1.5.2 Optimal vortex formation
Gharib, Rambod and Shariff97 showed that a stroke ratioL/D / 4 results in a single vortex ring, and that an L/D ' 4 leads to a vortex ring followed by a trailing jet, as shown in Figure 1.9. This limiting stroke ratio is also called the formation number, denoted (L/D)∗orTlim∗ . The existence ofTlim∗ can be explained by the inability of the vortex ring to increase its circulation beyond a certain limit.97,111,112
The formation number has been shown to lie in the interval 3.5 < Tlim∗ < 4.5 for a wide range of Reynolds numbers, piston velocity programs and nozzle geome-tries.97,113–116The formation numberTlim∗ depends slightly on the piston velocity as a function of time97 and the exit geometry. For instance, a slowly increasing piston ve-locity givesTlim∗ ≈ 4.5, and ejecting the fluid from an orifice in the wall of the fluid container instead of using a pipe givesTlim∗ ≈ 3.6.97,113,114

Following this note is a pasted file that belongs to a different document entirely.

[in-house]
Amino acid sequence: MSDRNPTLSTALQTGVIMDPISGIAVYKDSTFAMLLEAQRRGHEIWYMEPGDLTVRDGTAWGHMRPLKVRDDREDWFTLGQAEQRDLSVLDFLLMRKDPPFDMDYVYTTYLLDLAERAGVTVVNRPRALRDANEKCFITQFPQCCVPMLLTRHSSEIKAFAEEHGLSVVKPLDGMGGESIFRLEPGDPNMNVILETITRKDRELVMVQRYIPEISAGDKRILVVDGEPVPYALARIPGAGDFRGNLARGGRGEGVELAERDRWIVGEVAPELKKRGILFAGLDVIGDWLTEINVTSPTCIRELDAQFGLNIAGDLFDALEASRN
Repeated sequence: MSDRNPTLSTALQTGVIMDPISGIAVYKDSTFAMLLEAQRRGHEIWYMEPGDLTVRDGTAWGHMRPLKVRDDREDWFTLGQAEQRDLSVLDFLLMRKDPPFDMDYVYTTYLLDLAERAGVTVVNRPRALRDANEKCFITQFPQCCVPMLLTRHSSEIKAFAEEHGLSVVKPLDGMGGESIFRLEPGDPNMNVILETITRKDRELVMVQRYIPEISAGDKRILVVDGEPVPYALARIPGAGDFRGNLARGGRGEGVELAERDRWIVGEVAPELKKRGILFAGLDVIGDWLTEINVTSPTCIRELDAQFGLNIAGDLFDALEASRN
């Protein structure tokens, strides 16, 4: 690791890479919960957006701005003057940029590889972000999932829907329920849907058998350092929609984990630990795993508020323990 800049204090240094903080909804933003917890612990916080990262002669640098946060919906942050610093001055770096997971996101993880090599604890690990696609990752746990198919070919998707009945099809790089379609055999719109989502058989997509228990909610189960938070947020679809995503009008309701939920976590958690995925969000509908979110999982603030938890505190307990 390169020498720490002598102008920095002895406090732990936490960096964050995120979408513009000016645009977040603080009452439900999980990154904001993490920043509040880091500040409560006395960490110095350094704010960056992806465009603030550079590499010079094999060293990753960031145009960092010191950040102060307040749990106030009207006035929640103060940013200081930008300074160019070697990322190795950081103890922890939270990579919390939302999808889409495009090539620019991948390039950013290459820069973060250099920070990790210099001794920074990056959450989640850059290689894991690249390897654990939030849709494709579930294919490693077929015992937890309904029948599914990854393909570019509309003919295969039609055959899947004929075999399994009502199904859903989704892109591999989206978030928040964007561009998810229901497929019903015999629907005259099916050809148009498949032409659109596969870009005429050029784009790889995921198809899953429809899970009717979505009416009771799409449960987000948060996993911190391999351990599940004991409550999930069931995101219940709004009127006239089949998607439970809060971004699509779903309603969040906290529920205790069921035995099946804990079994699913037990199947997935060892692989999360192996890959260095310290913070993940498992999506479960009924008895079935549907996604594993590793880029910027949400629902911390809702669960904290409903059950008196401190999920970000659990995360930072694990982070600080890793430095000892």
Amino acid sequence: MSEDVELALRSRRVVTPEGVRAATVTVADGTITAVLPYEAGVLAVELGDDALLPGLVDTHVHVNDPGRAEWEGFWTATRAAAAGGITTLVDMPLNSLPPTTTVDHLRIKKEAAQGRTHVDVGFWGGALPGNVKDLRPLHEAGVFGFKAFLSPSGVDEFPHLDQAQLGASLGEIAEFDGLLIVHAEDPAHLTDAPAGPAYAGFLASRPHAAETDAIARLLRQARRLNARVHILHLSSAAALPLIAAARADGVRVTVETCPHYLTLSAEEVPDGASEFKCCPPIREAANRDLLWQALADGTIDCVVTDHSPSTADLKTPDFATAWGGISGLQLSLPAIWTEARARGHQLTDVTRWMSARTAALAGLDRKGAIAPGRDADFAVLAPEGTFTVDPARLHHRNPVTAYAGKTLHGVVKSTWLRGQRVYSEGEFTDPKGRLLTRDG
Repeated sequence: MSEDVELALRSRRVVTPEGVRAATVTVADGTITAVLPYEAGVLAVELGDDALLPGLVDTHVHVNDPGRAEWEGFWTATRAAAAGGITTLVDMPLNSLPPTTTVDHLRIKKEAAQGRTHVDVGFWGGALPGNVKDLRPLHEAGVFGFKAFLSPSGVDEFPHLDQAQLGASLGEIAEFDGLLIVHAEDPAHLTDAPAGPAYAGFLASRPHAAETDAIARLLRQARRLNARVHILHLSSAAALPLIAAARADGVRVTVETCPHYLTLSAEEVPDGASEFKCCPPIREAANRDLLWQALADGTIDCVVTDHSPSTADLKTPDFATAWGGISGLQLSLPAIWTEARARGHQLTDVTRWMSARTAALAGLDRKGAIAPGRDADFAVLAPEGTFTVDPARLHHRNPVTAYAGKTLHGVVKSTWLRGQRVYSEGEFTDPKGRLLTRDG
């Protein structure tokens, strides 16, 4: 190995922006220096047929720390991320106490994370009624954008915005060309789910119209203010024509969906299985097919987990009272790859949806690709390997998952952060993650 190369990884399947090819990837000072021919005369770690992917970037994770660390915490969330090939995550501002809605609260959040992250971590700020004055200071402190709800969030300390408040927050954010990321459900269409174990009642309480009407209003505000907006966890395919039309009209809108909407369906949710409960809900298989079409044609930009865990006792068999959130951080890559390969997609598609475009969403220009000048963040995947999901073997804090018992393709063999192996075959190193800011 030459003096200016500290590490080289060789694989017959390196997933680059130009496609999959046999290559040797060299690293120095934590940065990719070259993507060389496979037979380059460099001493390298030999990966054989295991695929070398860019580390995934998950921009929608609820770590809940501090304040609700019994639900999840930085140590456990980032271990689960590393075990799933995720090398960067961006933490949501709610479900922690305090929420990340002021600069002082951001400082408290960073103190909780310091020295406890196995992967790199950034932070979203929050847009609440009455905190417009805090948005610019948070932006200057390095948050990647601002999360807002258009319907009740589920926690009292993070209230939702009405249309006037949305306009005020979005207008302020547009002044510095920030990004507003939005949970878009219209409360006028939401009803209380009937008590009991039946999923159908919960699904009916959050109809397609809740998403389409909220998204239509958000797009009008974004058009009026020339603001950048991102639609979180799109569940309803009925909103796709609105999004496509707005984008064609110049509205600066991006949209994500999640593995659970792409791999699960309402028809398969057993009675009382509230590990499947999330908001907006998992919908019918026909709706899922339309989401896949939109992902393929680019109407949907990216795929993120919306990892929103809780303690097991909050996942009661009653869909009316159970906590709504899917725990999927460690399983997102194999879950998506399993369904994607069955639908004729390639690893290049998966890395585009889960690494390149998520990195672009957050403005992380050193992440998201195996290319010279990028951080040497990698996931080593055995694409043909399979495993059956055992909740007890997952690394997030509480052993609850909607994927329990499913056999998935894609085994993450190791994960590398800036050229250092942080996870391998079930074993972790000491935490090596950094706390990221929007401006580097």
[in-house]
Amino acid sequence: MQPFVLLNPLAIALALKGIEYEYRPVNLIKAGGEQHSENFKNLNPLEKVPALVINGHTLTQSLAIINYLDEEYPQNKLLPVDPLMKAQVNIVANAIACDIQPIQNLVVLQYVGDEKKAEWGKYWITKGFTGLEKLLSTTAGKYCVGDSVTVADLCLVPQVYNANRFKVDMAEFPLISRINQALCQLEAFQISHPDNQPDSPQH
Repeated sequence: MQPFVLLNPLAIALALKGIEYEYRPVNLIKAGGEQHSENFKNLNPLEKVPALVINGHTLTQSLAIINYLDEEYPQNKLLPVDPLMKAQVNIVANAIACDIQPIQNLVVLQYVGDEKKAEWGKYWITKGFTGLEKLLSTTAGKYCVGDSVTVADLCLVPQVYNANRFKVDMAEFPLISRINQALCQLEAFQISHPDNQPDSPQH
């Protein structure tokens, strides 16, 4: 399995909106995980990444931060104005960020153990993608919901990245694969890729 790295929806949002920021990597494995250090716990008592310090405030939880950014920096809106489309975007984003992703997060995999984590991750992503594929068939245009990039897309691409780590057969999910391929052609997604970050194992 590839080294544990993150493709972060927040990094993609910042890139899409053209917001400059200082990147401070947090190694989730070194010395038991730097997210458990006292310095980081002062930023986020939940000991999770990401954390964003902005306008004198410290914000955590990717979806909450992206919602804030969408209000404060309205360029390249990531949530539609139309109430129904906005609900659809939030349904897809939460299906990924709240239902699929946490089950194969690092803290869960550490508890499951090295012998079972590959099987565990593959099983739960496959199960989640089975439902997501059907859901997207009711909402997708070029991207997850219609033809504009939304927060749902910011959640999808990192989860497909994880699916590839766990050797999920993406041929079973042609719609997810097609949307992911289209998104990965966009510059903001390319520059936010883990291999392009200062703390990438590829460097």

Exceptions to the stability of the formation number include time-varying nozzle di-ameters, which can increase the formation number as far asTlim∗ ≈ 8, and numerically generated exit velocity profiles, which can giveTlim∗ ≈ 1.113,117For very low Reynolds numbers (150 < Re < 260), the formation number has been shown to be slightly in-creased to the range 4-6.118Furthermore, a background co-flow reduces the formation number,107while a counter-flow may increase it.119
The formation number sets a limit to the amount of fluid that can be ejected through a nozzle of a certain diameter without generating a turbulent jet. This led Gharib, Ram-bod and Shariff to hypothesize that the formation number leads to an optimized method for fluid transport in the left ventricle: